Now that the ArtPrize crowds have gone and the dust has settled, the UICA opens its doors for the “Coming Home” exhibition, a show that features artists who have been touched by the mitten—be it habitation, education or otherwise.
Besides celebrating homegrown artists, “Coming Home” is about elevating the creative culture of Grand Rapids. Miranda Krajniak, executive director of the UICA, is excited to invest in local talent. “ArtPrize allows us to show work from all over the world and is a really broad conversation about artists,” she said. “I really love when we take it back to Michigan artists, because there is a certain flavor.”
One of “Coming Home’s” featured artist’s, Rick Beerhorst, is known for his folksy paintings that often portray women and literature. “My work had this sort of quirky obsessive quality and you know, very dependent on an implied narrative—kind of remaining enigmatic but still kind of implied,” he said. “I did these pieces for years and years.”
After two decades of painting, Beerhorst found himself facing depression and the first creative block of his career. “I just got to a point where I just couldn’t do it anymore,” he said. “I just felt like I had—I don’t know if I exactly painted myself into a corner, but maybe just exhausted something.”
Instead of abandoning his craft, Beerhorst began a meditative exercise in art making. He started a series of drawings of a simple still life—a stack of books and a broken clock he arranged on a table. “These drawings weren’t meant to be exhibited or sold,” he said. “It was just me trying to come back to life and trying to get through this tunnel. I did this every morning and after about a month or so, it was like something started to break loose inside of me.”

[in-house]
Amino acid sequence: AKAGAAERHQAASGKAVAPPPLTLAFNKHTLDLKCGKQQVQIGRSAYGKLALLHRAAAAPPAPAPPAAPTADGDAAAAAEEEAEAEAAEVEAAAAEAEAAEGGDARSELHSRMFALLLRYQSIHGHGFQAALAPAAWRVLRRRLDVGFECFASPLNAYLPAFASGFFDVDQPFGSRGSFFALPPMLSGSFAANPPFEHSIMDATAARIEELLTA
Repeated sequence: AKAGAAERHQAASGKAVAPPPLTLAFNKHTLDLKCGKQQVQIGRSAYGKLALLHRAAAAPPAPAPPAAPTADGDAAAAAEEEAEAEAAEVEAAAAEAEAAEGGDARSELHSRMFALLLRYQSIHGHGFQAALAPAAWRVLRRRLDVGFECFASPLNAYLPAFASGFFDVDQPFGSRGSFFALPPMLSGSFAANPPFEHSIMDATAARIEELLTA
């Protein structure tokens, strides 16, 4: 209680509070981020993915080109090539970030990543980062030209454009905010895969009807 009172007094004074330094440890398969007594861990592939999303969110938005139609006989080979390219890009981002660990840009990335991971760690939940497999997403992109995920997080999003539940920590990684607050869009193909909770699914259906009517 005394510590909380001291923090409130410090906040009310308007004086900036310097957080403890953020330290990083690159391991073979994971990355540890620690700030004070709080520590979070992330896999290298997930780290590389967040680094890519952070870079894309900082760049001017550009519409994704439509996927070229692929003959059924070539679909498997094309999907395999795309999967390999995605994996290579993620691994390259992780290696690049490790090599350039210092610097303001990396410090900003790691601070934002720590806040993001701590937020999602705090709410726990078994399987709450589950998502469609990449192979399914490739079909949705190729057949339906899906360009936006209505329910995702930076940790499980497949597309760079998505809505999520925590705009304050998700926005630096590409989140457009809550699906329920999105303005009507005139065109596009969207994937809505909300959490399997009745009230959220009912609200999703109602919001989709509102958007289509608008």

Beerhorst’s “Coming Home” collection features colorful and expressive head-on portraits of women. The paintings are a vehicle for the examination of pain and loss. “As I would work up these paintings, after maybe a few hours of building the image, the last thing I would do is I’d take these drywall knives of different sizes and just srcchh! and just try not to think too much and in a sense, destroy it, or ruin it, or wound it,” he said. “In the process, these paintings began to take on this kind of magical quality which is for me a way to talk about suffering.”
Krajiniak is excited for this shift in Beerhorst’s work and appreciates the risk he’s taking as an artist. “To move from what he knows is sellable, and popular, and good, and loved, and rewarded into something that is a total risk, that takes such a level of fortitude and courage,” she said. “I think that Rick has shown both those qualities in this work and I think that it’s going to come back to him in spades.”
Across the gallery from Beerhorst’s collection are the meticulous drawings of one Nathan Heuer. Heuer’s precise drawings primarily depict the ruins of commercial and manmade structures. The bricks of an abandoned motel crumble to the fractured pavement around it. Rust-coated signs with nothing left to advertise stand like forgotten monuments. A mall fountain sits empty; its once slick and shiny tiles dry and cracked.
“Those are things that are not that old, but we chose to abandon them because either we outsource jobs or we thought the hotel didn’t look new enough to stay in,” Heuer said. “There is a consumer complicity in the whole thing and that’s why I choose these more contemporary structures.”
White space is used to draw focus to the structure, effectively and intentionally erasing the environment that it’s in. “I want to pull these artifacts, these buildings, out of context—the things that are every day for us—so that we view them with a broader and bigger perspective,” Heuer said. “By pulling all context away, so we consider this as an artifact, we start to view what we do and our everyday experience in a very different way.”
It’s easy to admire the careful and clean lines he uses, but his drawings are more than intricate representations of reality. “I simply hope that the works will cause people to go into this kind of contemplative moment,” Heuer said. “You know, thinking about the decisions that we make as a society and the place of those decisions in the bigger context of history, and maybe make a more sustainable decision. If they do that, then the work succeeded.”
“Coming Home” opened on Nov. 3 and will be showing at the UICA until January 2018.
*Images courtesy of Rick Beerhorst and Nathan Heuer